Many commentators, especially on the left, hope that the economic crisis will prompt us to rethink consumerism. One of America’s leading communitarian philosophers considers what should take its placeby Amitai Etzioni / August 27, 2009 / Leave a comment
Published in September 2009 issue of Prospect Magazine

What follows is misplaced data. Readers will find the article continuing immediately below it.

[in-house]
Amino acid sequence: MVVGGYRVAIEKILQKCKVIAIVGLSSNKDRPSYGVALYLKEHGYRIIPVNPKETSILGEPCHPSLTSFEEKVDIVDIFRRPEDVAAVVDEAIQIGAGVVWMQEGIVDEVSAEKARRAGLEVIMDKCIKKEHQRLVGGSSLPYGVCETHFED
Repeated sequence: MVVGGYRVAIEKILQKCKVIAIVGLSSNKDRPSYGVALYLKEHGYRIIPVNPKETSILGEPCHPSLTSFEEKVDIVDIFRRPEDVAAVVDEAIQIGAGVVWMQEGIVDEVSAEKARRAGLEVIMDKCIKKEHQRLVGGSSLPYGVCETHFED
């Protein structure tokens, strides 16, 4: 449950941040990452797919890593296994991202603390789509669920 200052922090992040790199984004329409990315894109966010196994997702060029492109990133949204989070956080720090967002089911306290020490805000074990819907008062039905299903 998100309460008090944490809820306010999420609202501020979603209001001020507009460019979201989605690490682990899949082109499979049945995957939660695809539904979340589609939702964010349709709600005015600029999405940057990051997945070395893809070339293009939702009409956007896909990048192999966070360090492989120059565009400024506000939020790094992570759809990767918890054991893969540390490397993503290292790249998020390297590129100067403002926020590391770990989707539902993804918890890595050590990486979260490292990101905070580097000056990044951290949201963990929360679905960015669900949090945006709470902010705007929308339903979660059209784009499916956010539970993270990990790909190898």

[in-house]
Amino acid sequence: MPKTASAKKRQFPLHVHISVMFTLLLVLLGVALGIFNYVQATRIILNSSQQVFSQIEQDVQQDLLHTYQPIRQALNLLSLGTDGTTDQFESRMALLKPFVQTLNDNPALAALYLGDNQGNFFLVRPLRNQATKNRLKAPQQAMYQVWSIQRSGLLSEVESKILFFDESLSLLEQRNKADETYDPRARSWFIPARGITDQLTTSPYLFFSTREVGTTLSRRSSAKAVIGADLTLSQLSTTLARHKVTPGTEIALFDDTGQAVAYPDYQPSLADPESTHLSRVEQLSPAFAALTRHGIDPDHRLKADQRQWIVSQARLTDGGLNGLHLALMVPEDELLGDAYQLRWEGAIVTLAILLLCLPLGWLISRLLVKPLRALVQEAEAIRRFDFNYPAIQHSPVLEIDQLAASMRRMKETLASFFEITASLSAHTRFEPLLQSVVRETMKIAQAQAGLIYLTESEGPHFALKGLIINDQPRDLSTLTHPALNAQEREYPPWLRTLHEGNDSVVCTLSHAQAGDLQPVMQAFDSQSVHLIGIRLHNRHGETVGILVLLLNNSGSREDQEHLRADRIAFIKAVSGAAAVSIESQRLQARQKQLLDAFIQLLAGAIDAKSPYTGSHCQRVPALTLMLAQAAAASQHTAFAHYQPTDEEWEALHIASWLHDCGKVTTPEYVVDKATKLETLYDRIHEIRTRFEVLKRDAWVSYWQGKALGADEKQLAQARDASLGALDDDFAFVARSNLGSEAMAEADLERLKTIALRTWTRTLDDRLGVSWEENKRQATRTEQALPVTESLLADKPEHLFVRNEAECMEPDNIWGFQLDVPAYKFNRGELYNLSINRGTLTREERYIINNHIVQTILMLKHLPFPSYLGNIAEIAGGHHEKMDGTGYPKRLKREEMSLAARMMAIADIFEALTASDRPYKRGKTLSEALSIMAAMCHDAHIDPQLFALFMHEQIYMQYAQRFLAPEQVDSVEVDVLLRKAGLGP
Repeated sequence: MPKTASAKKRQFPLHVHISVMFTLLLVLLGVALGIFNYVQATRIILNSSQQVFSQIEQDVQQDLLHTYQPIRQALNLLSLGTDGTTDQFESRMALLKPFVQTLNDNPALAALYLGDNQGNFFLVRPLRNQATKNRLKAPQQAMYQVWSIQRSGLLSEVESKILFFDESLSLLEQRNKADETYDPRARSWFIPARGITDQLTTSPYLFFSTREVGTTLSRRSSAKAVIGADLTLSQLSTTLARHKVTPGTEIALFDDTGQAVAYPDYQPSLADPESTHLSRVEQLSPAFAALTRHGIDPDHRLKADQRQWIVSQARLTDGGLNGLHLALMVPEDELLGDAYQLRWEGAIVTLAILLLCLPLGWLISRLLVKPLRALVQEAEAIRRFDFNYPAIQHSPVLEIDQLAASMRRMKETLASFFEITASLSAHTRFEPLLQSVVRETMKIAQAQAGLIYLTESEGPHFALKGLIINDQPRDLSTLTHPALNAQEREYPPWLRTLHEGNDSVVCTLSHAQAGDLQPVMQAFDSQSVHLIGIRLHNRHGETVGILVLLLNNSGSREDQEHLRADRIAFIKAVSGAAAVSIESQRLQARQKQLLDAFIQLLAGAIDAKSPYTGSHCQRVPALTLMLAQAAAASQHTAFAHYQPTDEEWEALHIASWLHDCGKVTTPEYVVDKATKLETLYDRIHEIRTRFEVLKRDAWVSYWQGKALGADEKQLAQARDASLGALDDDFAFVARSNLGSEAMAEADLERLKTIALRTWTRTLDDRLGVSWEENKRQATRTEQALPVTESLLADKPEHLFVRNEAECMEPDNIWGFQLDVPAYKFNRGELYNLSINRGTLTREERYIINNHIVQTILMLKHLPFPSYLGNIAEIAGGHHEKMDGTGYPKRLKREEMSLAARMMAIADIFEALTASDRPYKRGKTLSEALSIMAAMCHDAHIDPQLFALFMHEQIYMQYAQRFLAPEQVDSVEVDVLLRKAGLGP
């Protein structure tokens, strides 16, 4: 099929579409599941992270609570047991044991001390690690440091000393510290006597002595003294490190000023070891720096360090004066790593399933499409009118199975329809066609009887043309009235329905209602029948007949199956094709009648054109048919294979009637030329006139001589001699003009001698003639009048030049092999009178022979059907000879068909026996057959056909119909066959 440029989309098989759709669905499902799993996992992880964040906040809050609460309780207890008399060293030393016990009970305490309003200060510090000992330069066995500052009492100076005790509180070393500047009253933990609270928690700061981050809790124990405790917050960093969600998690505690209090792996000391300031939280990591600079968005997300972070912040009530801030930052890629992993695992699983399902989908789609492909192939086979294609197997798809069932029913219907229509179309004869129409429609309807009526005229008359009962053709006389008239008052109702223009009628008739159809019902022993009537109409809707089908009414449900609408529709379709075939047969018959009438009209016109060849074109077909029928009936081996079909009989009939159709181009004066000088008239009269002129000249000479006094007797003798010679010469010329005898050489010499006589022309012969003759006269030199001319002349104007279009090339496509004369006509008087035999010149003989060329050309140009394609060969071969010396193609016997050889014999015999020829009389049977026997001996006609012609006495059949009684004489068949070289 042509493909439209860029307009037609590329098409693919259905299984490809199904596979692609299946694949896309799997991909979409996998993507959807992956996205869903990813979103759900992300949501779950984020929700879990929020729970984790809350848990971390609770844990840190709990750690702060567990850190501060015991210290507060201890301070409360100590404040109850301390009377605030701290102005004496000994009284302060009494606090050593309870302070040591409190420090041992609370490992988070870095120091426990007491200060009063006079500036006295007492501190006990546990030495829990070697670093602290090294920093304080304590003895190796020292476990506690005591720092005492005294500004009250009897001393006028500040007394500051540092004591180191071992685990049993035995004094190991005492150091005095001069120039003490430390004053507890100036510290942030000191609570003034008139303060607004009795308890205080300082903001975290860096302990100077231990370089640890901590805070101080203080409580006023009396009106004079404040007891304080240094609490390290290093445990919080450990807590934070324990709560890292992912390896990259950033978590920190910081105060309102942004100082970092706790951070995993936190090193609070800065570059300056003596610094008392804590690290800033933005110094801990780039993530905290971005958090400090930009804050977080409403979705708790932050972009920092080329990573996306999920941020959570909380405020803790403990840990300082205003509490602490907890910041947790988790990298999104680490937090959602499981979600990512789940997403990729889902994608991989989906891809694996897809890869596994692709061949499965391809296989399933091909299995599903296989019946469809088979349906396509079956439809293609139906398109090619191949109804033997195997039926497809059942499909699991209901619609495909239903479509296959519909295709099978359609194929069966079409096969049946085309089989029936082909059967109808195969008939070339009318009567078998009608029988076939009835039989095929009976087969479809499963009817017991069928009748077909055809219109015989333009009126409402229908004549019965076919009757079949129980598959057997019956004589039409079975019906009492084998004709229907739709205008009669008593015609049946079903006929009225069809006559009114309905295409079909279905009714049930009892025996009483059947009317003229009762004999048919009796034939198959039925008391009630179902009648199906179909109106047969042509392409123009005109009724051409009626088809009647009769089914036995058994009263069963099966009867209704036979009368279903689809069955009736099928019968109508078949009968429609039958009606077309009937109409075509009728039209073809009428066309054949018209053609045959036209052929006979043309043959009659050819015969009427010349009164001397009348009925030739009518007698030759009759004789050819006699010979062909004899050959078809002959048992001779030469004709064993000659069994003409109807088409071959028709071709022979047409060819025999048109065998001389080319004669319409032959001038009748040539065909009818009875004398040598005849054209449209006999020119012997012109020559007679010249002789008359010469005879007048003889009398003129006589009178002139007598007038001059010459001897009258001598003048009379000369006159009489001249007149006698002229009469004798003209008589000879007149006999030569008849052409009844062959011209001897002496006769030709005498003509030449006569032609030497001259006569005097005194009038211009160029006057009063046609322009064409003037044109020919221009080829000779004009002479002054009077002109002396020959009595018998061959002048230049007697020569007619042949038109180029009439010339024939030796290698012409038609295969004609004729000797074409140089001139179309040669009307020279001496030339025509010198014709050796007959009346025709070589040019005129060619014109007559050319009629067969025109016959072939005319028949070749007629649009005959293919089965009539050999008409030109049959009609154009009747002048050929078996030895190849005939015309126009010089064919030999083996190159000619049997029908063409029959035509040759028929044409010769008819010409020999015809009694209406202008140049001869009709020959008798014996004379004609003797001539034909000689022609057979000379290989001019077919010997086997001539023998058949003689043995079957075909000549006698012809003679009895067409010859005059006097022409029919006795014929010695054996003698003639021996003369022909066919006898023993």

In an article in May, the Economist praised France for resisting the worst effects of the global economic crisis. France and Germany appear to have fared well in comparison with Britain and the US. The magazine attributed these differences to the role the state plays in each economy. France is the most statist country, Germany less so and Britain and the US are least state-protected. The Economist usually chides Europeans for not embracing the free market. Hence it rushed to claim that France’s success cannot last and that it and Germany will have to move in the Anglo-Saxon direction in the long run. Yet there is another difference among these nations—the extent to which they have been afflicted by the western disease of consumerism. The French and the Germans have been less willing to work longer and harder—and to sacrifice the rest of life’s pleasures—in order to buy more goods. And so the crisis prompts the question of whether, when the British and American economies begin to hum again, we should return to business as usual or consider a different way of living, closer to the continental one. To do so we would have to end the obsession with making ever more and consuming ever more than the next person. But we must also ask: what should we devote ourselves to in future? What will we work for and how should we spend our leisure time? Profound transformations have occurred in the past in the definition of “the good life” and the importance ascribed to economic success and conspicuous consumption. Before the spirit of capitalism swept across much of the world, neither work nor commerce were highly valued pursuits—indeed, they were often delegated to scorned minorities such as Armenians and Jews. For centuries in aristocratic Europe and in Japan, making war was an admired, chivalrous profession. In China, philosophy, poetry and brush painting were highly respected during the Qing dynasty. Religion was once the dominant source of normative culture; following the Enlightenment, secularism was viewed as the normative foundation in some parts of the world. In recent years, though, there has been a significant increase in the influence of religious values, for instance in Russia and, of course, the Muslim world. Cultural transformations have occurred throughout history, although not all can be said to have elevated the human condition. We may well be due for another one. Indeed, crises such as the current one often accelerate historical changes. So what kind of transformation is called for? I believe what needs to be eradicated, or at least greatly tempered, is consumerism: the obsession with acquisition that has become the organising principle of much western life. This is not the same thing as capitalism or consumption. To understand why, consider psychologist Abraham Maslow’s famous hierarchy of human needs. Maslow’s hierarchy is shaped like a pyramid. On the bottom layer are physiological needs such as food and water; one level up are safety needs such as security. Once these are sated, satisfaction is then drawn from affection (friendship and so on), self esteem (achievement or respect by others) and finally self-actualisation (creativity and morality). As long as consumption is focused on satisfying basic needs, those at the bottom of the hierarchy, it is not consumerism. But when the acquisition of goods and services is used to satisfy the higher needs, consumption turns into consumerism and consumerism becomes a social disease. The link to the economic crisis is obvious. A culture in which the urge to consume dominates the psychology of citizens is one in which people will do almost anything to acquire the means to do so: working slavish hours, behaving rapaciously in business and even bending the rules to maximise earnings. People will also buy homes that cost beyond their means and run up credit card debt. It seems safe to say that consumerism is, as much as anything else, responsible for the economic mess. But, even when this is pointed out, consumerism will not just disappear from its central place in our culture. It needs to be supplanted by something. To accomplish this kind of change, it is neither necessary nor desirable to imitate devotees of the 1960s counterculture, early socialists, or followers of ascetic religious orders, all of whom have resisted consumerism by rejecting the capitalist project. On the contrary, capitalism should be allowed to thrive, as long as it is within clear and well enforced limits. This position does not call for a life of austerity nor of altruism. And it does not call on poor people or poor nations to be content with their fate; the capitalist economy must provide for the basic needs of all people. But it does call for a new balance between consumption and other human pursuits. There is strong evidence that when consumption is used to address higher needs it is ultimately Sisyphean. Studies have shown that among nations with annual incomes above $20,000, there is no correlation between increased income and increased happiness. The studies also indicate that many people in capitalist societies feel unsatisfied, if not outright deprived, however much they earn and consume. This is because others make and spend even more—it is relative rather than absolute deprivation that counts. And since, by definition, most people cannot consume more than most others, consumerism will always throw up this dilemma. True, it can be hard to tell a basic good from a status good, and a status good can turn into a basic one (air conditioning, for instance). However, no one can be said to need a flat-screen television, not to mention a diamond as a token of love or an old master’s painting as a source of self esteem. And consumerism afflicts not merely the upper class in affluent societies but also the middle class and many in the working class. Large numbers of people in all classes believe that they work merely to make ends meet. Yet an examination of their shopping lists and wardrobes reveals that they spend a good part of their income on status goods such as brand name clothing and other items that they don’t really need. This mentality may seem so integral to western culture that resisting it is futile. But the economic downturn has already caused people to spend less on luxury goods and lavish celebrations and even to accept lower salaries or unpaid breaks. So far, much of this scaling back has been involuntary, the result of economic necessity. But this is the perfect opportunity to help people to realise that limiting consumption is not a reflection of failure. Rather, it represents a chance to abandon consumerism and focus on other things. We need a culture that extols sources of human flourishing besides acquisition. The obvious candidates are communitarian pursuits and transcendental ones. Communitarianism refers to investing time and energy in relationships with other people, including family, friends and members of our community. The term also encompasses service to the common good, such as volunteering, national service and politics. Communitarian life is based not on altruism but on mutuality, the idea that deeper involvement with others is rewarding to both recipient and giver. Transcendental pursuits refer to spiritual and non-functional activities including religious, contemplative, artistic and even sporting ones. The lifestyle of the Chinese literati, centred around art and philosophy, is a case in point, but a limited one since it was practised by an elite and based in part on exploitation of others. In modern society, transcendental pursuits have often been emphasised by bohemians, artists and others. Again, however, these people make up only a fraction of society. Clearly, for a culture to move to satisfying higher human needs with transcendental projects, the option to participate in these pursuits must be widely available. All this may seem abstract, even utopian. But one can see a precedent for a society that emphasises communitarian and transcendental pursuits among retired people. Retirees often spend the final years of their lives in pursuits such as painting not for the art market or galleries but as a form of self expression, socialising with each other, volunteering and taking classes. Of course, these citizens have already put in the work that enables them to lead this kind of life. For other age groups to participate before retirement, they would have to shorten their working week and working day, refuse to take work home, turn off their BlackBerries and otherwise downgrade the centrality of labour to their lives. This is, in effect, what the French tried to do with their 35-hour working week. Mainstream American economists—who argue that a modern economy cannot survive unless people consume ever more and hence produce and work ever more—have long scoffed at these societies and urged them to modernise. A society that downplayed consumerism in favour of other organising principles would not only limit the threat of economic meltdown and enjoy a happier populace; it would have other advantages too. It would, for example, use fewer material resources and therefore be much kinder to the environment. It would also exhibit higher levels of social justice. *** Social justice entails redistribution of wealth, taking from those disproportionately endowed and giving to those who are underprivileged through no fault of their own, for reasons ranging from past injustices and their lingering contemporary effects to globalisation and genetic differences. These redistributions have been surprisingly limited in free societies because those who command the “extra” assets tend to be those who are also politically powerful. Promoting social justice by forcing those in power to yield has had limited success in democratic countries and led to massive bloodshed in others. So are there other ways to reduce the resistance of elites to redistribution? The answer is to have the elite derive their main source of contentment from activities that are neither labour nor capital intensive and hence do not require great amounts of money. Communitarian activities require social and communication skills as well as time and personal energy, but nominal material or financial outlays. The same holds for transcendental activities such as prayer, meditation, music, art, sports, adult education and so on. True, consumerism has turned many of these pursuits into expensive endeavours. But when people break with this mentality they will find they can engage in these activities with minimal expense. No one needs designer clothes to enjoy the sunset or fashionable shoes to benefit from a hike. Chess played with plastic pieces is the same game as the one played with marble ones. And the Lord does not hear prayers read from a leatherbound Bible more clearly than those read from a plain one. In short, people who embrace simpler lifestyles will find that they can achieve high levels of contentment even if they give up most of their surplus wealth. So how could this come about? The main way that societies will determine whether the economic crisis does, indeed, lead to cultural transformation is through a process I call “moral megalogues”: mass dialogues over what is right and wrong. Megalogues involve millions of members of a society exchanging views with one another at workplaces, during family gatherings, in the media and at public events. They are often contentious and passionate and, while they have no clear beginning or end, over time they lead to changes in culture and people’s behaviour. Societies are constantly engaged in megalogues but typically only one or two topics dominate these at any given time. Recent major issues include the legitimacy of the Iraq war and, in the US, gay marriage. In earlier decades, women’s and minority rights were topics of such discussions. The megalogue about the relationship between consumerism and human flourishing is now flickering but has yet to become a leading topic. Public intellectuals, pundits and politicians are best positioned to set the proper scope for the discussion—from what we teach in schools to the culture of the workplace. Legislation has a role to play too. Taxes can discourage the purchase of larger houses, cause people to favour public transport over cars, and so on. Government can also strike a blow against consumerism by capping executive pay. Is all this an idle, abstract hypothesis? Not necessarily. Plenty of religious Americans have already embraced versions of these values. And those whose secular beliefs lead them to community service are in the same boat. One such idealist named Barack Obama chose to be a community organiser in Chicago rather than pursue a more lucrative career in law. People will not move away from consumerism overnight. Some may keep one foot in the old value system even as they test the waters of the new one. Societies shift direction gradually. All that is needed is for more and more people to turn the economic crisis into a liberation from the obsession with consumer goods and the überwork it requires and, bit by bit, rethink their definition of what it means to live a good life.